Human Stampede: India Suffers Deaths In Hindu Religious Festivals [Video]

Patrick Frye - Author

Jul. 18 2015, Updated 11:39 a.m. ET

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During a human stampede, India suffered many deaths, which occurred over the past week at multiple Hindu religious festivals. In at least two instances, the human stampede has caused the deaths of at least 29 people, mostly women.

In a related report by the Inquisitr, hundreds of goats stampede after being released from a Berkeley lab, and the whole thing was caught on video.

While it may be odd to hear about so many deaths from a human stampede, India has a population that is over 1.25 billion and growing. During a Hindu religious festival, the crush of the crowd can become overwhelming, with people pushing and shoving in the direction they want to go. Unfortunately, some people fall down when this happens, and they are crushed underfoot by the surging crowd.

Rajahmundry, a major city in the southern Indian state of Andhra Pradesh, suffered a human stampede during a riverside religious festival. The 12-day festival, called Pushkaram or Pushkaralu in the Telugu language, is a Hindu bathing festival dedicated to river worship. Arun Kumar, the chief of the district where the human stampede took place, said there were “inadequate arrangements” made for crowd control. One area of the bank was only equipped to handle around 30,000 people, so when 100,000 people rushed the river bank, it was chaos.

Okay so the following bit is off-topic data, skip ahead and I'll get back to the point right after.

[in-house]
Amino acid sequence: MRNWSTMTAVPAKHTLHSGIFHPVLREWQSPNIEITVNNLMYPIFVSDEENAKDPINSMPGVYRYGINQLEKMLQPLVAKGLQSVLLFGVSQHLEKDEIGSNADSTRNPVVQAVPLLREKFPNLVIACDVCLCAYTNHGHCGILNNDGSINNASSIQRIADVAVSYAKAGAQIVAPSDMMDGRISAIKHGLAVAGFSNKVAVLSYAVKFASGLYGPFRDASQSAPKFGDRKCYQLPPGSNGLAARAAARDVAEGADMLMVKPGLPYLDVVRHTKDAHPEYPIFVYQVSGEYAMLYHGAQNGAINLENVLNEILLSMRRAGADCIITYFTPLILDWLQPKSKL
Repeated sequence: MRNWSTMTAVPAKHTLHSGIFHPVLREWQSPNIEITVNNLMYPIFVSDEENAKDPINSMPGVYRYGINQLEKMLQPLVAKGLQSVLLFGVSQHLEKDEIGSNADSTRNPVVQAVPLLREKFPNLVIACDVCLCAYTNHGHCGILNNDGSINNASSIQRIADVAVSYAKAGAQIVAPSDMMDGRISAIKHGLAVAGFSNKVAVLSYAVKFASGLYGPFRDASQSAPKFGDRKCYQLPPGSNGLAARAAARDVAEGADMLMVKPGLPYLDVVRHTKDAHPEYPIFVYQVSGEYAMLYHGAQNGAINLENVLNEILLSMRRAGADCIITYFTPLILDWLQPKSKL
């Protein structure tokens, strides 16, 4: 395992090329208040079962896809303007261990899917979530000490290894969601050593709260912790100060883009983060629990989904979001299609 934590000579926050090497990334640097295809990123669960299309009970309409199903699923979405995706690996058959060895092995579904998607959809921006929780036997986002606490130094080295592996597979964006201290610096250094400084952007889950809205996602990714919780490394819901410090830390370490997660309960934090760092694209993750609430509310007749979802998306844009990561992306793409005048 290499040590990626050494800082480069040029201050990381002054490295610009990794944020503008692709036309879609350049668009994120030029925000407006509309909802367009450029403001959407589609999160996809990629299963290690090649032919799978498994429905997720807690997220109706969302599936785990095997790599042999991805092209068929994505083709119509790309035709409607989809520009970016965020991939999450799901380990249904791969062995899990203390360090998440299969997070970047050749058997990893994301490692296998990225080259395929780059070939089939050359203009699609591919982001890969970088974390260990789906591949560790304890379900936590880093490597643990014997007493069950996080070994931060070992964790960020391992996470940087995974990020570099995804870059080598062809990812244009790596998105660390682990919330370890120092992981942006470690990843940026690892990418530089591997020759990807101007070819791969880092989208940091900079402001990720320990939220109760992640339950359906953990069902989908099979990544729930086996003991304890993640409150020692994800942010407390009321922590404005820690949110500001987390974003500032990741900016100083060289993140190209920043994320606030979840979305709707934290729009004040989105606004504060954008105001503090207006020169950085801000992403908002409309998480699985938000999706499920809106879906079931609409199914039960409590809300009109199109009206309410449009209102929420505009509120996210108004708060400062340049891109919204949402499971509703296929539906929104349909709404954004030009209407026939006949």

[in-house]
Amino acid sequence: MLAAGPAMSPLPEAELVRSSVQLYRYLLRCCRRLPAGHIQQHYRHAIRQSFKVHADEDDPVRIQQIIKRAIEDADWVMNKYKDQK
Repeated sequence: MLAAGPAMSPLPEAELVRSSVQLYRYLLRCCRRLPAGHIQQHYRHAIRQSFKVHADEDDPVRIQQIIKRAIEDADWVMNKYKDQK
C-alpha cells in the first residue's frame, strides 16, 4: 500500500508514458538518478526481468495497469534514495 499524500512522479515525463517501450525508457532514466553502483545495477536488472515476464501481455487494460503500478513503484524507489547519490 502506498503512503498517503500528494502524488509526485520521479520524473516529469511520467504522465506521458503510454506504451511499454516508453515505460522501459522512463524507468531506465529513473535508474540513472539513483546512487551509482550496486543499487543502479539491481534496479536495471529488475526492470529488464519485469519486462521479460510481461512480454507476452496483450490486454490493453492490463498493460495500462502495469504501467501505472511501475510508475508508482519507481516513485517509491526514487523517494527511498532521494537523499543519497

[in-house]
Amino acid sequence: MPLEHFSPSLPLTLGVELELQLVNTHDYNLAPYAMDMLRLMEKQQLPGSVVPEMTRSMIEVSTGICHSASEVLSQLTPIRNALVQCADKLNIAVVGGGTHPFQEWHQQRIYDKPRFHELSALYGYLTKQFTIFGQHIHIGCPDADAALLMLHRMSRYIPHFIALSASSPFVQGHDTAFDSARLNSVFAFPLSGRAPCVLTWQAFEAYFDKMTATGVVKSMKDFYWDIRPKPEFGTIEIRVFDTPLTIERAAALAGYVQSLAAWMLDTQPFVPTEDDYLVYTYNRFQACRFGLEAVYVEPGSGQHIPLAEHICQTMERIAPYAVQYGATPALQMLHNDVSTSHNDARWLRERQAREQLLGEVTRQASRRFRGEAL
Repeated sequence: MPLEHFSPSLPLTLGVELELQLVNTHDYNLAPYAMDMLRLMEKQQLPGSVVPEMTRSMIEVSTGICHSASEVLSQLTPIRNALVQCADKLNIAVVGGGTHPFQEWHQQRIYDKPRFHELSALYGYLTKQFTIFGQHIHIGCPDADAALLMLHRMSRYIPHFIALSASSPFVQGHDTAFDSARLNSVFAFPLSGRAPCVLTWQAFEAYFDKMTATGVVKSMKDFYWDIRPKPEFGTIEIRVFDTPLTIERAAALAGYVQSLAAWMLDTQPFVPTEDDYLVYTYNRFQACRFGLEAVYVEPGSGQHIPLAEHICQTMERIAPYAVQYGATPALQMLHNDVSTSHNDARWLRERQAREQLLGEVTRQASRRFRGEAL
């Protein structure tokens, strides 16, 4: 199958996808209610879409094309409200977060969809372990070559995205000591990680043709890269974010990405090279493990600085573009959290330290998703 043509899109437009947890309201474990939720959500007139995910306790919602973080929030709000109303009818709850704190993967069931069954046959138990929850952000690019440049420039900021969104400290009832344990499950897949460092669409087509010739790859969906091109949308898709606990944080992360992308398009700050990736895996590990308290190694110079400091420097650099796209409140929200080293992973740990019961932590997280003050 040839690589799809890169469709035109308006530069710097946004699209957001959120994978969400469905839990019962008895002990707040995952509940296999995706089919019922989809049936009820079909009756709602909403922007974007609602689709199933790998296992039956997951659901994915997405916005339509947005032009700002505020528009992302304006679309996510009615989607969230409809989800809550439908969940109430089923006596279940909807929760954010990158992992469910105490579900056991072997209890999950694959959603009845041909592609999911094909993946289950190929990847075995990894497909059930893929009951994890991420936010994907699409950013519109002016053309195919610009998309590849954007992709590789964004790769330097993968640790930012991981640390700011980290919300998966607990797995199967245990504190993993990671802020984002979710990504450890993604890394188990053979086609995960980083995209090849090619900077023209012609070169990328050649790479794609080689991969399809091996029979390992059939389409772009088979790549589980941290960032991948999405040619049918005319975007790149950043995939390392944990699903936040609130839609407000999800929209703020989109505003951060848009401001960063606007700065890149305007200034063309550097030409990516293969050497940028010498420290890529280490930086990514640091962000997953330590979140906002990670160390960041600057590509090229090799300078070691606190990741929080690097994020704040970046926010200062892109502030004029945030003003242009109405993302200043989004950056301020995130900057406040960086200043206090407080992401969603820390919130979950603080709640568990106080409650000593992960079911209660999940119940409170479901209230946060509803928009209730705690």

“There was chaos at the entrance. And suddenly there was this stampede,” Kumar told CNN.

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More than 40 people were injured during the human stampede, and 27 people died. Responding to the news of the stampede, India’s Prime Minister Narendra Modi paid his condolences to the victim’s families.

“Deeply pained at the loss of lives due to stampede at Rajahmundry,” Modi said on Twitter. “My condolences to the families of the deceased and prayers with the injured.”

In eastern India, a second human stampede killed even more. According to the Press Trust of India, tens of thousands of people were attending a Hindu religious festival called Rath Yatra, or Chariot Festival, in the temple town of Puri in Orissa state. Authorities said the human stampede started when the crowd began pushing toward a chariot being carried as part of a religious procession.

During this second stampede, India’s authorities say 10 people were injured and two women were killed. Two of the injured people were sent to the hospital and they were said to be in critical condition.

While this human stampede is devastating, BT says the deadliest human stampede occurred in October of 2013, when the crowds killed 110 people, mostly women and children.

[Image via Asia One]


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